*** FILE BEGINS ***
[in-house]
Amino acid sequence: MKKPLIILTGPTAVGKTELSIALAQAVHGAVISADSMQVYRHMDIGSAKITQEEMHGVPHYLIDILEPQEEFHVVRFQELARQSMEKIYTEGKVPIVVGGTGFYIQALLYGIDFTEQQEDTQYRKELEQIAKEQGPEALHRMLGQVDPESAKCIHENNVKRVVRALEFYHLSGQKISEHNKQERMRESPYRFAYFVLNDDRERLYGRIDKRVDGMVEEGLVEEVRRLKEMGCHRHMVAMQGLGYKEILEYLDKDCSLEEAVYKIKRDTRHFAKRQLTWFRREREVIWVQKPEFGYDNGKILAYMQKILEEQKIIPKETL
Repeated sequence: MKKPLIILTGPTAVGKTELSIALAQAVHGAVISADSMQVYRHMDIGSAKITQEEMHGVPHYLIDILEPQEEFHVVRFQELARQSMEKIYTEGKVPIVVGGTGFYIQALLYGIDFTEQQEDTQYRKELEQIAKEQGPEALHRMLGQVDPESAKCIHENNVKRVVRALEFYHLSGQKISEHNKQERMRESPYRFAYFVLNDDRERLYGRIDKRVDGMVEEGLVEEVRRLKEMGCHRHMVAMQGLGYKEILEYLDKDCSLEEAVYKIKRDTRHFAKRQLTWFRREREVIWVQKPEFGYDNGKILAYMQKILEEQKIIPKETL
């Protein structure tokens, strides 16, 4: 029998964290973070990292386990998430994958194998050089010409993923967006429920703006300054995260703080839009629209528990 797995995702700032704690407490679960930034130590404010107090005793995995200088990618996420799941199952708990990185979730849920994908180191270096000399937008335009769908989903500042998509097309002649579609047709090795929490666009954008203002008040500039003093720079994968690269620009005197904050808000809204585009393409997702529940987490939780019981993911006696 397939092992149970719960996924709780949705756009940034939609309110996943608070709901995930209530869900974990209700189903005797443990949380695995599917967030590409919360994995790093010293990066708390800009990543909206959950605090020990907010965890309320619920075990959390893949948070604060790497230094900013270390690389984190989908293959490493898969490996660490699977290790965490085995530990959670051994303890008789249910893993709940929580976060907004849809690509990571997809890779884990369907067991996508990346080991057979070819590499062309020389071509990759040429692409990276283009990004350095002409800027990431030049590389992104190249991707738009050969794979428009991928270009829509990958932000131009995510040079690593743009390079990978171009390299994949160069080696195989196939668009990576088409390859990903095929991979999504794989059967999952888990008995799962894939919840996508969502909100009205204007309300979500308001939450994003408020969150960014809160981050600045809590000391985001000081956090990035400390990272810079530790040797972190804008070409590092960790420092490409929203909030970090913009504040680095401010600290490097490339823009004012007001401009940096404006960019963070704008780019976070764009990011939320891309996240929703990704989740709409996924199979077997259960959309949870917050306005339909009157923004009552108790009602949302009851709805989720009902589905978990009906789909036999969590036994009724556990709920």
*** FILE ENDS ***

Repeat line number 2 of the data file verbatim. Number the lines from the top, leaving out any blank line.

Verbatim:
Amino acid sequence: MKKPLIILTGPTAVGKTELSIALAQAVHGAVISADSMQVYRHMDIGSAKITQEEMHGVPHYLIDILEPQEEFHVVRFQELARQSMEKIYTEGKVPIVVGGTGFYIQALLYGIDFTEQQEDTQYRKELEQIAKEQGPEALHRMLGQVDPESAKCIHENNVKRVVRALEFYHLSGQKISEHNKQERMRESPYRFAYFVLNDDRERLYGRIDKRVDGMVEEGLVEEVRRLKEMGCHRHMVAMQGLGYKEILEYLDKDCSLEEAVYKIKRDTRHFAKRQLTWFRREREVIWVQKPEFGYDNGKILAYMQKILEEQKIIPKETL